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16.04.2019 Feature Article

There’s No Need To Swim In Sweat In The Hot African Desert!

There’s No Need To Swim In Sweat In The Hot African Desert!

Dumsor is back, then, is it?
I know people who have been deprived of power in parts of Accra for 12 or even 24 hours at a time.

No warning.
No explanation.
And when the power does come back, it costs the earth. Which makes one wonder: are we really producing and distributing power in the most cost-effective manner?

I don’t have the answer, but one thing I know is this: if you give too much power – especially monopolistic power -- to any economic entity (be it privately-owned or a public-owned utility) or joint enterprise, it will manage to be quite inefficient in carrying out its core functions.

The British Labour Party, after years of watering down its policies regarding the ownership of public utilities, (it did this mainly to please the IMF!) has been forced, by the sheer number of complaints it receives from the public on the rapacious behaviour of the denationalised public utilities, to promise that it will renationalise some of them if it gets back into power.

This new move announced by Labour poses a serious risk to its chances of winning an election in Britain. For the demon bogey of nationalisation has been flogged to death by Conservative Party propagandists, who exercise a great deal of control over the British media.

Here is a Reuters report on the issue:
“National Grid [company’s] shares fell more than 3 percent… after the BBC reported that Britain’s main opposition Labour party is preparing to announce plans to renationalise the utility…. The report…[said] the Labour party would release a policy paper outlining the plan to transfer the utility back to public ownership.”

Another UK utility company, Thames Water, has “told [its shareholders] that they will be able to demand their money back if a future Labour government renationalises the utility…It said: "future intervention" by the Government could affect the company's ability to meet obligations.

Labour argues that taking water into public ownership would end "rip-off" prices and excessive dividends.” The Thames Water document highlighted “Labour's policy of renationalising the UK water industry, along with others such as gas, electricity and the railways.”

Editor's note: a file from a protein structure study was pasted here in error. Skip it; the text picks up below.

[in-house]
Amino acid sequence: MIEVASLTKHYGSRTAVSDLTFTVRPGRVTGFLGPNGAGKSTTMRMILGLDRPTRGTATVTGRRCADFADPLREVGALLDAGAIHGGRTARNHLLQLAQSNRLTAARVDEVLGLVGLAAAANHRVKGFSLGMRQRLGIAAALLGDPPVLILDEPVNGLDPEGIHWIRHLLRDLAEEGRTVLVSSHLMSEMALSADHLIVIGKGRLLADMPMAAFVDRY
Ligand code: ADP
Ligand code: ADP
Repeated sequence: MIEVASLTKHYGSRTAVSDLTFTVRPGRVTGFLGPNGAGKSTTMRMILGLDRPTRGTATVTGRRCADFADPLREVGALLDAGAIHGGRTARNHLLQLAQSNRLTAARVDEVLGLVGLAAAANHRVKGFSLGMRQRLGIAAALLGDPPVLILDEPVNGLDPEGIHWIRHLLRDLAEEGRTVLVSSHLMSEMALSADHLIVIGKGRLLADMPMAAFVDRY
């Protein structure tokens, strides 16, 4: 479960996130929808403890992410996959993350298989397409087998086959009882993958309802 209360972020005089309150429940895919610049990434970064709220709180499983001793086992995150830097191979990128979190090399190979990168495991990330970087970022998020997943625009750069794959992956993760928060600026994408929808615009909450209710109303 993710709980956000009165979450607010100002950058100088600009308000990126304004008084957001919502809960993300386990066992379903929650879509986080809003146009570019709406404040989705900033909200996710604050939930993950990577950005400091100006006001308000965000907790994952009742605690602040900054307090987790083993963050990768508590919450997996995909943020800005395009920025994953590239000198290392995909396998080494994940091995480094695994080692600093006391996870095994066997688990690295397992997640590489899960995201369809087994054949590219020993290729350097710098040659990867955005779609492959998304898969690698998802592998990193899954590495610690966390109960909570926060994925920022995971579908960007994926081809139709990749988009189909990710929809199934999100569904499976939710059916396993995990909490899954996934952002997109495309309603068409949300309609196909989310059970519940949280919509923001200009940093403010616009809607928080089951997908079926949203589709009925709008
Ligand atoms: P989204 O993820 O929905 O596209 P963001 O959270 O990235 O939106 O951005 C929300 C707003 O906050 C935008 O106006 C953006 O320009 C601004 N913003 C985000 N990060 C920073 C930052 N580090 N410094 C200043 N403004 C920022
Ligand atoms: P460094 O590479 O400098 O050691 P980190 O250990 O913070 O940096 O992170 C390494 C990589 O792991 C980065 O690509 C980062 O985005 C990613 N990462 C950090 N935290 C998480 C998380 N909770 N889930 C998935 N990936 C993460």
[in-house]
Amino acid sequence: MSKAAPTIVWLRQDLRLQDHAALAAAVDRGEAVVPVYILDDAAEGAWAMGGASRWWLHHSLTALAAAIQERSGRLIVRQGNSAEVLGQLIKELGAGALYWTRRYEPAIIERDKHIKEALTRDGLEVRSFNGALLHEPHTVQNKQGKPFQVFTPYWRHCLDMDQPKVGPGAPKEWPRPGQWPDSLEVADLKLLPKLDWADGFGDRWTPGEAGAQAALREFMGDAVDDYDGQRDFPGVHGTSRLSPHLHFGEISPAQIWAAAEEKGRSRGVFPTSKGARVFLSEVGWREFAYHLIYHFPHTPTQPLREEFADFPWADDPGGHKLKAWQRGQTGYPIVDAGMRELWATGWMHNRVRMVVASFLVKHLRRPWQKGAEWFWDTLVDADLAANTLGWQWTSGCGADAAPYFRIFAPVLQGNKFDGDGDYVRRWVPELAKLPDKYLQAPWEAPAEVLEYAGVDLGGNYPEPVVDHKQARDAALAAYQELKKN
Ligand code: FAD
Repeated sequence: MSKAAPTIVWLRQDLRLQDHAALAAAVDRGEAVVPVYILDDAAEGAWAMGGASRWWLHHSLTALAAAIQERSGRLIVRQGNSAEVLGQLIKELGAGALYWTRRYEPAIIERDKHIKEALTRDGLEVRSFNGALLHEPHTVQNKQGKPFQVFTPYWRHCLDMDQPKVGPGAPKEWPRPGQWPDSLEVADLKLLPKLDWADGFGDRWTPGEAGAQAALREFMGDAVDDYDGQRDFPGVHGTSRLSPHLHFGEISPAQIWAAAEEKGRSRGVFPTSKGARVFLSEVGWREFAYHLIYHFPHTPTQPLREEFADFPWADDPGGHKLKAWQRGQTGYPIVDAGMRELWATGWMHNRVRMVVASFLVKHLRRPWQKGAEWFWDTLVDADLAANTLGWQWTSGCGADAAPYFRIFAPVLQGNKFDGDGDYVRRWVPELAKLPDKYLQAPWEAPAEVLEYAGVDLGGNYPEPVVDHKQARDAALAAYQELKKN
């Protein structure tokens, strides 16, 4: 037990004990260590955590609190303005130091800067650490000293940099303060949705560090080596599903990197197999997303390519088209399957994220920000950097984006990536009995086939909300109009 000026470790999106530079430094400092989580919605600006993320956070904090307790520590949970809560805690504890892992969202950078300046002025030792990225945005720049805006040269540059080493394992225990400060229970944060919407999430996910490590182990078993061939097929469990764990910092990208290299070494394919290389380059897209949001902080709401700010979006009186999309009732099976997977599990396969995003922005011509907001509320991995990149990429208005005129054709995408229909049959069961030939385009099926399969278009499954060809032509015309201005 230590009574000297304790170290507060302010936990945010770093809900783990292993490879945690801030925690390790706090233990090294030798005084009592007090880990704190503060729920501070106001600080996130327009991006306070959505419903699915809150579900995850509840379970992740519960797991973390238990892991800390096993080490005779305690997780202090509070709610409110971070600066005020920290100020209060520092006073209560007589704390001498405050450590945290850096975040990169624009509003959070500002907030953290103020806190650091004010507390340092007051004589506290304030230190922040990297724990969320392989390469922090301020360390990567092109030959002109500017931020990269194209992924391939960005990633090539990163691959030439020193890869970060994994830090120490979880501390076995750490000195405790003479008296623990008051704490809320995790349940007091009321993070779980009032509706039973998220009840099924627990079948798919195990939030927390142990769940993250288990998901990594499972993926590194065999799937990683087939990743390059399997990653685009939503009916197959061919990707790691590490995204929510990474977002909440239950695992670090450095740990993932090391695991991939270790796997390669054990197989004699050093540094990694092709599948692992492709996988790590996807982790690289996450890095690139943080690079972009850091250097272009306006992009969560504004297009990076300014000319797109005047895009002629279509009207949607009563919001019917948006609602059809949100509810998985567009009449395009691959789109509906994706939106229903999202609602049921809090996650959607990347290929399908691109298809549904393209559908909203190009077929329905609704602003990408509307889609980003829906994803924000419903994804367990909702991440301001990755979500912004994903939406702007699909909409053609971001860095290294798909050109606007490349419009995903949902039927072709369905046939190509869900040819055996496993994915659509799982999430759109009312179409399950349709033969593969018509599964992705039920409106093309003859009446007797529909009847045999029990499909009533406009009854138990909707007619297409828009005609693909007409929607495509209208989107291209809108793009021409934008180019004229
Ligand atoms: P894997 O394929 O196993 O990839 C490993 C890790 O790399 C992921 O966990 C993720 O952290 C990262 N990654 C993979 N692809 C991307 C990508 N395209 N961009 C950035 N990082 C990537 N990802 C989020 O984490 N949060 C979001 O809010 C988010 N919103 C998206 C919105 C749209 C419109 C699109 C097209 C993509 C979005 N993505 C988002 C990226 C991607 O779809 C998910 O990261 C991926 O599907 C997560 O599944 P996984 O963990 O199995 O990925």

The clue to the Labour Party’s thinking is given in the words “rip-off” prices that appear in the Thames Water document.

Opponents of nationalization usually argue that “competition” in the market forces denationalised companies to offer cheaper prices to consumers than “over-bloated” nationalized industries. But the experience on the ground in the UK has been – generally -- that train fares, as well as water, electricity/gas and communications bills, have been rising steadily, despite the ever-extolled virtues of “competition”.

This is in spite of the existence of “regulatory bodies” that are supposed to keep an eye

on the prices charged by the utility companies.
What is undeniable, though, is that whether they are privately-owned or not, utility companies cannot escape increases in their productioncosts. They have to pass these on to their customers, even if they take advantage of the high cost of production to charge their customers more than they should.

And it’s with regard to increased costs of production that I would like to recommend to the Government, a policy of approaching, with greater urgency, the issue of using solar power to produce electricity.

The Government would do well to study in detail, how Morocco, which is not an excessively rich country, has been able to raise money to implement a solar energy programme that is the envy of countries scores of times richer than Morocco.